Recent studies show that air pollution reduces our lives as much as heavy smoking can. According to the World Health Organization, nine out of ten people currently breathe polluted air. Air pollution is also responsible for one third of deaths from stroke, lung cancer and heart disease. The Copernicus Sentinel-5P satellite is the first Copernicus mission dedicated to monitoring our atmosphere. this satellite of the European Union’s Copernicus Programme carries the state-of-the-art TROPOMI instrument, designed to map a multitude of trace gases such as nitrogen dioxide, ozone, formaldehyde, sulphur dioxide, methane, carbon monoxide and aerosols, all of which affect the air we breathe and, therefore, our health and our climate.
Sentinel-5P is also one of the most important sources of data for the Copernicus Atmosphere Monitoring Service, or CAMS – one of six services that form the Copernicus Earth Observation Programme, which looks at our planet and its environment for the ultimate benefit. CAMS is implemented by the European Center for Medium-Range Weather Forecasts on behalf of the European Commission. It provides consistent and quality controlled information related to air pollution, solar energy, greenhouse gases and climate everywhere in the world.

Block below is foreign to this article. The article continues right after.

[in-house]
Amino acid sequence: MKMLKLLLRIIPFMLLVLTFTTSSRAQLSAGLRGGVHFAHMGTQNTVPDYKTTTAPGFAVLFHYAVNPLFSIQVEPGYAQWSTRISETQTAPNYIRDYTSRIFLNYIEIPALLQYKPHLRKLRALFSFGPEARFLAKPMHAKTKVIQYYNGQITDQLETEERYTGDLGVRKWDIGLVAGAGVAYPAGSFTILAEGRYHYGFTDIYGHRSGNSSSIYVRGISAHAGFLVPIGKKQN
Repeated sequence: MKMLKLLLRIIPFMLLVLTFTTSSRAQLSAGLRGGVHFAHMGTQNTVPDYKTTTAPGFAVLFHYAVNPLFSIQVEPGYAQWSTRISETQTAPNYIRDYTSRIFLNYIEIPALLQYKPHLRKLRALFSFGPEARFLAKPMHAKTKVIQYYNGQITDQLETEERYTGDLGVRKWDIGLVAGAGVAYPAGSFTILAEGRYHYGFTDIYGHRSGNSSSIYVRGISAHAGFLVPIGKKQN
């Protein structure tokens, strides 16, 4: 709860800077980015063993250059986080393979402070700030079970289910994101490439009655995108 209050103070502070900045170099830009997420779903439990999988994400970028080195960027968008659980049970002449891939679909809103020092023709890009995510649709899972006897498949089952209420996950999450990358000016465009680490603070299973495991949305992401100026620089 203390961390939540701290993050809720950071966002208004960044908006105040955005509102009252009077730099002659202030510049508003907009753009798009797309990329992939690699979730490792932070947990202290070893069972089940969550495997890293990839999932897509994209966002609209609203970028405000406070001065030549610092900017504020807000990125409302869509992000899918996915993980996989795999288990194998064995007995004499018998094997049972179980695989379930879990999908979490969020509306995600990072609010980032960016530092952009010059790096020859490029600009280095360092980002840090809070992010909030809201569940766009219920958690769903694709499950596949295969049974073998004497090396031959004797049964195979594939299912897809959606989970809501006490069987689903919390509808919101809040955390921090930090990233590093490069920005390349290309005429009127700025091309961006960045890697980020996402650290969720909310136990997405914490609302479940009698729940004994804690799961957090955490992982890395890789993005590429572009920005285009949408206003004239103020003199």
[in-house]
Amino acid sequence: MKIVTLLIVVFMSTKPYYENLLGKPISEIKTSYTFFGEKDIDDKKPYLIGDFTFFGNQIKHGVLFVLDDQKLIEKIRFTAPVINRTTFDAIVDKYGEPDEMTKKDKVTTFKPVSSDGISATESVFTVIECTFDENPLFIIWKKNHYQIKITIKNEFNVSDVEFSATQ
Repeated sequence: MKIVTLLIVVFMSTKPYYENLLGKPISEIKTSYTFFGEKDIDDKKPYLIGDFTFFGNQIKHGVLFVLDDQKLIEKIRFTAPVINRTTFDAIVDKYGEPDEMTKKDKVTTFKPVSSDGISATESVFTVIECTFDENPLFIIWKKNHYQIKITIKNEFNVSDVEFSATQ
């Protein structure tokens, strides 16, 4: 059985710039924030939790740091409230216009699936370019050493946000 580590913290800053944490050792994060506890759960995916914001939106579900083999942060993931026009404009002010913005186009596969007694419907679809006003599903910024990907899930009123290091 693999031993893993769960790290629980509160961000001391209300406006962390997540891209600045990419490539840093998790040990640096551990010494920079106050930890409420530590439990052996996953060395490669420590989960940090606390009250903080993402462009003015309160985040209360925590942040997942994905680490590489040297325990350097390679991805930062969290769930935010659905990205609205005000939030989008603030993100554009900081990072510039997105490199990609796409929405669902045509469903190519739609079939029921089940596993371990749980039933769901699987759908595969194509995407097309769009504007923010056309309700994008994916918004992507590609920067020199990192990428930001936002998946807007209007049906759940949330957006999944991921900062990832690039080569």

CAMS is fundamental because, just like for weather forecasting, satellite observations need to be processed with advanced numerical models to deliver readily useful information, such as surface concentrations for forecasts. CAMS information products feed daily air quality bulletins, broadcast on Euronews and CNN International as well as many apps, such as the Apple iOS Weather app, powered by The Weather Channel, BreezoMeter, Plume Labs or Windy, along with the Swiss IQAir that operates from Beijing. Satellite data are essential for monitoring air pollution sources and protecting our health, and Copernicus Sentinel 5-P, merged with other sensors, is a game-changer in this respect.